PolyScience - Innovative Culinary Technology https://www.polyscienceculinary.com/blog Fri, 06 Jun 2014 16:09:06 +0000 en hourly 1 Ideas in Food Sous Vide Workshop at El Ideas https://www.polyscienceculinary.com/blog/2014/02/11/ideas-in-food-sous-vide-workshop-at-el-ideas/ https://www.polyscienceculinary.com/blog/2014/02/11/ideas-in-food-sous-vide-workshop-at-el-ideas/#comments Tue, 11 Feb 2014 22:25:44 +0000 polyscience https://www.polyscienceculinary.com/blog/?p=4658 Continue reading ]]> Our good friend Alex Talbot of Ideas in Food was recently in town doing some workshops and a collaboration dinner with Phillip Foss of El Ideas. One of the classes was focused entirely on sous vide. Alex and Phillip were kind enough to let me drop by to snap some pictures and take a few notes.

I was fortunate enough to arrive just as some delicious gluten-free cookies and chocolate cake were emerging from the oven as part of the morning’s gluten-free baking class. After some intensive “taste testing”, it was time to get the 300 series vacuum chamber set up. This was the first one to ever have left PolyScience and we wanted to make sure that all of the settings were ready for class. The guests started to trickle in and we began.

Alex said that when he and his wife Aki first started cooking sous vide, he refused to sear the exterior of the meat, not wanting to compromise doneness. As they pressed on, they explored numerous techniques including pre and post sears, blow torches, frying, pre and post seasoning and brining. As of late, I’ve become a big fan of cryo-frying myself. This is where meat that has been cooking sous vide takes a short dip in a bath of liquid nitrogen, followed by a slightly longer dip in a deep fryer. The result is a uniform sear with virtually no over cook. I shared my thoughts on this with the class and Alex had a great idea that produces a comparable result. He and Aki have had great success with frying chilled-sous vide meat until they’ve developed a nice crust, and then warming it through in a low temperature oven or C-Vap.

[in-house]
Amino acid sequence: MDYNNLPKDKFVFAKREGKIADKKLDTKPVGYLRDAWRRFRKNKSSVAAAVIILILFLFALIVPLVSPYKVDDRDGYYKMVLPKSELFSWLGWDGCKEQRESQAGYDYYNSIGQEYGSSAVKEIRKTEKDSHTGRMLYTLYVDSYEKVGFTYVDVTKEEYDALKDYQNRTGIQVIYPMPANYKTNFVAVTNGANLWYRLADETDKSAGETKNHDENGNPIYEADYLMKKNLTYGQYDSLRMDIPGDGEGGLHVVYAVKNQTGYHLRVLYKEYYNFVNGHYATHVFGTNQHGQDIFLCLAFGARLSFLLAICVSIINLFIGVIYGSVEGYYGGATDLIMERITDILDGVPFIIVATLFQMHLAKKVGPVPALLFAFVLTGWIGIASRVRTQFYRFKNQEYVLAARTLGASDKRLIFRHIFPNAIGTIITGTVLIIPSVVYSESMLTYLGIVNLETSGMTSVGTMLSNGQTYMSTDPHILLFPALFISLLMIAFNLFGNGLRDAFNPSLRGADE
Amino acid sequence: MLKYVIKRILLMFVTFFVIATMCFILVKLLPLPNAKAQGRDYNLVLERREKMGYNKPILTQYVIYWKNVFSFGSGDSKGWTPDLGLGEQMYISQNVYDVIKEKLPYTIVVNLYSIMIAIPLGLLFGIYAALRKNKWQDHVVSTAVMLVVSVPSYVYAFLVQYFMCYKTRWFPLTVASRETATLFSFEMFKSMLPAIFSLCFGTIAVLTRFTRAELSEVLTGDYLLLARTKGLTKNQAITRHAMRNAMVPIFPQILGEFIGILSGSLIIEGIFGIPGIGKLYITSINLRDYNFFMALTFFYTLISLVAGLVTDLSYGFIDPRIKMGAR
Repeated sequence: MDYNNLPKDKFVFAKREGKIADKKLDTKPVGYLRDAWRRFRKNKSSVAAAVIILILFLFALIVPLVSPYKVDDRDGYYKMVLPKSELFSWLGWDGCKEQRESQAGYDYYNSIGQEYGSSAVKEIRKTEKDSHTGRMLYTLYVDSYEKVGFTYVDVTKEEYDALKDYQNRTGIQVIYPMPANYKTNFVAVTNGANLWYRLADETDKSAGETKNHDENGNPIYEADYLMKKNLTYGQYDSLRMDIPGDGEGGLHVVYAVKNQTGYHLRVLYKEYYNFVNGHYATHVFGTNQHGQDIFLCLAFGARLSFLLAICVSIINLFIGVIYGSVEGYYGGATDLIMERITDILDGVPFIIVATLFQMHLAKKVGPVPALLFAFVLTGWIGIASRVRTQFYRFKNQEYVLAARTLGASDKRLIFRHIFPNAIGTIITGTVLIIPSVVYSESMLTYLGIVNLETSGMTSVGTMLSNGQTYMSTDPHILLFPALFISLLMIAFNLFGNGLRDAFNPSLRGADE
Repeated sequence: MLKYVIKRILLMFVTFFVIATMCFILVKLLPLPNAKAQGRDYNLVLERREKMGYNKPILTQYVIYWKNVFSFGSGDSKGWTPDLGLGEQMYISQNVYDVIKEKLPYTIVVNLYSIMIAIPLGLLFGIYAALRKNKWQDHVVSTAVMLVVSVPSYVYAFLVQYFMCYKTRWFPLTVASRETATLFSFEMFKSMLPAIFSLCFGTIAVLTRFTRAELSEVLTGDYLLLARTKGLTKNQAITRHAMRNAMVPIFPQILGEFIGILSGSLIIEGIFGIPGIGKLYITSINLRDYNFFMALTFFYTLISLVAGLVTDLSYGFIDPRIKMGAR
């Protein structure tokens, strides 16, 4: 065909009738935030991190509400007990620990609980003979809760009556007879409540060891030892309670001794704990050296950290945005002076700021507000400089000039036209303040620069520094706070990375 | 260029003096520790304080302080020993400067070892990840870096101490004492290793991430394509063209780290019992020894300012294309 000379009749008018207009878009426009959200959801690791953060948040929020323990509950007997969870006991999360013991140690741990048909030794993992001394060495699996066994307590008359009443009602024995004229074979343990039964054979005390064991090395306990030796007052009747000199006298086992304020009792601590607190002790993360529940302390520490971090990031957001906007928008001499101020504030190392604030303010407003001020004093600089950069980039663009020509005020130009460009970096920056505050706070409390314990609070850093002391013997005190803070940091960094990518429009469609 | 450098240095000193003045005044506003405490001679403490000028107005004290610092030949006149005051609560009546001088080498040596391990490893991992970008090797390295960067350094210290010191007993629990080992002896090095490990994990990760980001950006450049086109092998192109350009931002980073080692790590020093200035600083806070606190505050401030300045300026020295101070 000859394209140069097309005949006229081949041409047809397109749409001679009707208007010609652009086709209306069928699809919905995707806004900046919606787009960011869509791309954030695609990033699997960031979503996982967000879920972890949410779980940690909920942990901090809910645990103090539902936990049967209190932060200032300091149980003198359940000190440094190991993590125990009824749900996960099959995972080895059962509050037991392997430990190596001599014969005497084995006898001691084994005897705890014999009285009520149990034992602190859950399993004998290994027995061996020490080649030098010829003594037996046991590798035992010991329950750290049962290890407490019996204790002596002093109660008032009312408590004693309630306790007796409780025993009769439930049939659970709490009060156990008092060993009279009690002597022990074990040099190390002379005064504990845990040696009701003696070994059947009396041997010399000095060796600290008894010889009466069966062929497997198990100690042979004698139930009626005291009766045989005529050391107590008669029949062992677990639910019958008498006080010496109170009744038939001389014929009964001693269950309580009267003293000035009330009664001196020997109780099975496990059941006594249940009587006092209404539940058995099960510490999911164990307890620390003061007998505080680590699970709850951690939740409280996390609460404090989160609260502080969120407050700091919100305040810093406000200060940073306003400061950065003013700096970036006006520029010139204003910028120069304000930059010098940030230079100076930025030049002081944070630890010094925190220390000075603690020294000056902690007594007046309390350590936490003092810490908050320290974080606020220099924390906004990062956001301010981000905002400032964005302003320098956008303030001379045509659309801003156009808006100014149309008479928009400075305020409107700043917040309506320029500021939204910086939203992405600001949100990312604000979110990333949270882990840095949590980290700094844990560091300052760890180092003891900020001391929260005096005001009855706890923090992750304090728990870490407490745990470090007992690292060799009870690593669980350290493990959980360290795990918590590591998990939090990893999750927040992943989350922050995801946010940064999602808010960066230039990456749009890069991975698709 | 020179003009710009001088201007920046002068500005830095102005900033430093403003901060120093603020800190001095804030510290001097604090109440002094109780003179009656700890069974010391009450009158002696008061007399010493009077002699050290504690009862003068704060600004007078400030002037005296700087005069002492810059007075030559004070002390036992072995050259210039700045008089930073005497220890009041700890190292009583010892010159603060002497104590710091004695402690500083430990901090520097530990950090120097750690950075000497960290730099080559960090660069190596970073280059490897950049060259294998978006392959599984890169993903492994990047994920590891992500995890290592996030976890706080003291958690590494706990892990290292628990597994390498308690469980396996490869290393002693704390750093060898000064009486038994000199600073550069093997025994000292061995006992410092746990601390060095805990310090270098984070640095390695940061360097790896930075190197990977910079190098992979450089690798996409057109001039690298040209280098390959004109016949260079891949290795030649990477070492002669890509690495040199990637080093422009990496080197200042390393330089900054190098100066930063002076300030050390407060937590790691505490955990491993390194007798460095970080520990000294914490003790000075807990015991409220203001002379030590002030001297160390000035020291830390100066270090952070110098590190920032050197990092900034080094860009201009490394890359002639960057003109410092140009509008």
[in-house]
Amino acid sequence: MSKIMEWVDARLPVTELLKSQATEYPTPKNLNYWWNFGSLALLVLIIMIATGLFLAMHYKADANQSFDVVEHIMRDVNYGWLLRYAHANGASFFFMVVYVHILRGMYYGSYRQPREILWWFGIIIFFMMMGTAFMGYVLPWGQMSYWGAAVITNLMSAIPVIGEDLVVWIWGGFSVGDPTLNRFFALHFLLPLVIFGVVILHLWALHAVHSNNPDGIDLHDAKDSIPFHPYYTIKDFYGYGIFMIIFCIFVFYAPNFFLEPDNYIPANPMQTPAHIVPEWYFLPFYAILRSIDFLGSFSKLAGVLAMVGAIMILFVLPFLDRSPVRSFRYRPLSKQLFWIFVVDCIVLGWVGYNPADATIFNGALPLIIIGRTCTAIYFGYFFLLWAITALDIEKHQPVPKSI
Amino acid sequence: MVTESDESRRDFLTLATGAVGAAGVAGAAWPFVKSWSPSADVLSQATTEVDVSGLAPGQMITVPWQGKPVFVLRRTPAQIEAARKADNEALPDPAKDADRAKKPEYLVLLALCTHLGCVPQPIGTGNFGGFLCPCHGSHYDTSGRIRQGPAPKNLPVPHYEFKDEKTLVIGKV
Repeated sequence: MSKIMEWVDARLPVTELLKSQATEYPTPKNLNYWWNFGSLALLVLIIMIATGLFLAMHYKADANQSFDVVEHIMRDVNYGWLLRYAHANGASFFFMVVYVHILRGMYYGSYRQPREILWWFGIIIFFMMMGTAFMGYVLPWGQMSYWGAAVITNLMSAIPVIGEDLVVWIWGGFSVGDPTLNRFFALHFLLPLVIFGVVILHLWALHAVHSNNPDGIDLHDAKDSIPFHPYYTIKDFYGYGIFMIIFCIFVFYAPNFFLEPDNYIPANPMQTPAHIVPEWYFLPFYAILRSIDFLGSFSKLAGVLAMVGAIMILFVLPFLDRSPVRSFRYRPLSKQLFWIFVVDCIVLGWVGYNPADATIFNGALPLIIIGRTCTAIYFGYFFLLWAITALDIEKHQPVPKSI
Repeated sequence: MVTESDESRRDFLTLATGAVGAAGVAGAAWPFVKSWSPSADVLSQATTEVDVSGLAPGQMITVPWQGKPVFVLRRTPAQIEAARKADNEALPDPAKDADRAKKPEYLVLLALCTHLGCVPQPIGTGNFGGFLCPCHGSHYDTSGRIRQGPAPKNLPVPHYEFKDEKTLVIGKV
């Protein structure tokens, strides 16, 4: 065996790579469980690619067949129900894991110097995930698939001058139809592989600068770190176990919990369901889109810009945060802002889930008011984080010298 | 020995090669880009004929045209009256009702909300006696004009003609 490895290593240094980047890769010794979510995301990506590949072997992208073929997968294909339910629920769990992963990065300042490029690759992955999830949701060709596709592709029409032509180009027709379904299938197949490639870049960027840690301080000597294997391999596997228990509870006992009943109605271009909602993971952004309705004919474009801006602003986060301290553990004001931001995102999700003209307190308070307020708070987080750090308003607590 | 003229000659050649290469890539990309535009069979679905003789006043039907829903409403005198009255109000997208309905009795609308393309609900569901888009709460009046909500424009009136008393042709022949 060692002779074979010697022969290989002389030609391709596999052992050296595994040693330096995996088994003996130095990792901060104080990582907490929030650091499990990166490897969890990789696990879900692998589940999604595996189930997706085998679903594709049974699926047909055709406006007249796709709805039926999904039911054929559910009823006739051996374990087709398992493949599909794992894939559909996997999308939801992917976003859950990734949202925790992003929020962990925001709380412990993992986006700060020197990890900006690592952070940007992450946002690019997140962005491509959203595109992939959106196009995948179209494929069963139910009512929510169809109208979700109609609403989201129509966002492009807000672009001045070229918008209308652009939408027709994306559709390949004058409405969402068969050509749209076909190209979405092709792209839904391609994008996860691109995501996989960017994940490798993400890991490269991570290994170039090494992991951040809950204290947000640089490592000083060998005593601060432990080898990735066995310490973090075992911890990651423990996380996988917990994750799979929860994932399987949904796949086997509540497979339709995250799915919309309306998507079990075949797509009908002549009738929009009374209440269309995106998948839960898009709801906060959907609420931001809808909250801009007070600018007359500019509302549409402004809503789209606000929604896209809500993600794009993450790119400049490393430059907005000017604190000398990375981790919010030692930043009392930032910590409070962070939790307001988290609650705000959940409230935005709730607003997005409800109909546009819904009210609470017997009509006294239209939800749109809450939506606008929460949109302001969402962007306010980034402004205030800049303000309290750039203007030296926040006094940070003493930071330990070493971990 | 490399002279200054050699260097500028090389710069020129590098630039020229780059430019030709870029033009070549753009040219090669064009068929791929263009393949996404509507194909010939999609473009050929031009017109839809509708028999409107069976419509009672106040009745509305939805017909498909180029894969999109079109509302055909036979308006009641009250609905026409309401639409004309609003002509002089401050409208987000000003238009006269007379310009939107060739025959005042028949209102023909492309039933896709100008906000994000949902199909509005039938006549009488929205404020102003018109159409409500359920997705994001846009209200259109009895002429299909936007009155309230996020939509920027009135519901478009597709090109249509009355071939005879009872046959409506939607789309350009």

One of the things that they’ve taken a stance on is salting prior to sous vide cooking; they’ve found that salting meat prior to cooking tends to cure the meat as it cooks which can dry the meat out and lead to unpleasant textures. In lieu of seasoning meat directly with salt prior to cooking, Aki and Alex have turned to brining. It serves as not only as an opportunity to season, but also to add flavor and moisture. A quick brine is also beneficial for fish and seafood as it rinses the exterior and denatures albumen. Personally, if I am going to cook an serve, I don’t mind seasoning before cooking. If I’m going to cook, chill, and reheat, then I won’t season in advance unless I’m brining.

As a result of their trials, Alex and Aki have come to approach sous vide with a “low, medium, high” setup. 55°-57°C (131°-134°F) works well for meats and fish. It is also a great temperature for breaking down collagen over day-long cooks. 72°C (161.6°F) works well for eggs and 83°-84°C (181.4°-183.2°F) for most fruits and vegetables. This approach sounded incredibly strange to me at first, but after some thought it makes quite a bit of sense, especially in terms of efficiency. Also, this approach lends itself well as a benchmark to use when you aren’t exactly sure what time and temperature you want to cook at.

I’ve always cooked my vegetables and fruit at 85°C (185°F) or higher because pectin breaks down at 85°C (185°F).  In the workshop, 84°C (183.2°F) was a revelation. To illustrate this, Pink Lady apples were cooked whole at 84°C for about an hour. The result was a smooth, supple, and purely flavored apple that all the while maintained the crispness of a fresh apple. I was floored.

Sous vide is an empowering tool when combined with other techniques. Once you understand the fundamentals of cooking such as temperature, seasoning, tasting, and how to sear, sous vide will take your cooking to the next level. Alex and Aki take a very unique approach to sous vide cooking – definitely one worth exploring. I’ve been cooking sous vide since 2006 and I can tell you that I walked out of El Ideas brimming with new ideas…

Make sure to follow Alex and Aki along through their website www.ideasinfood.com and pick up their books: Great Recipes and Why They Work and Maximum Flavor.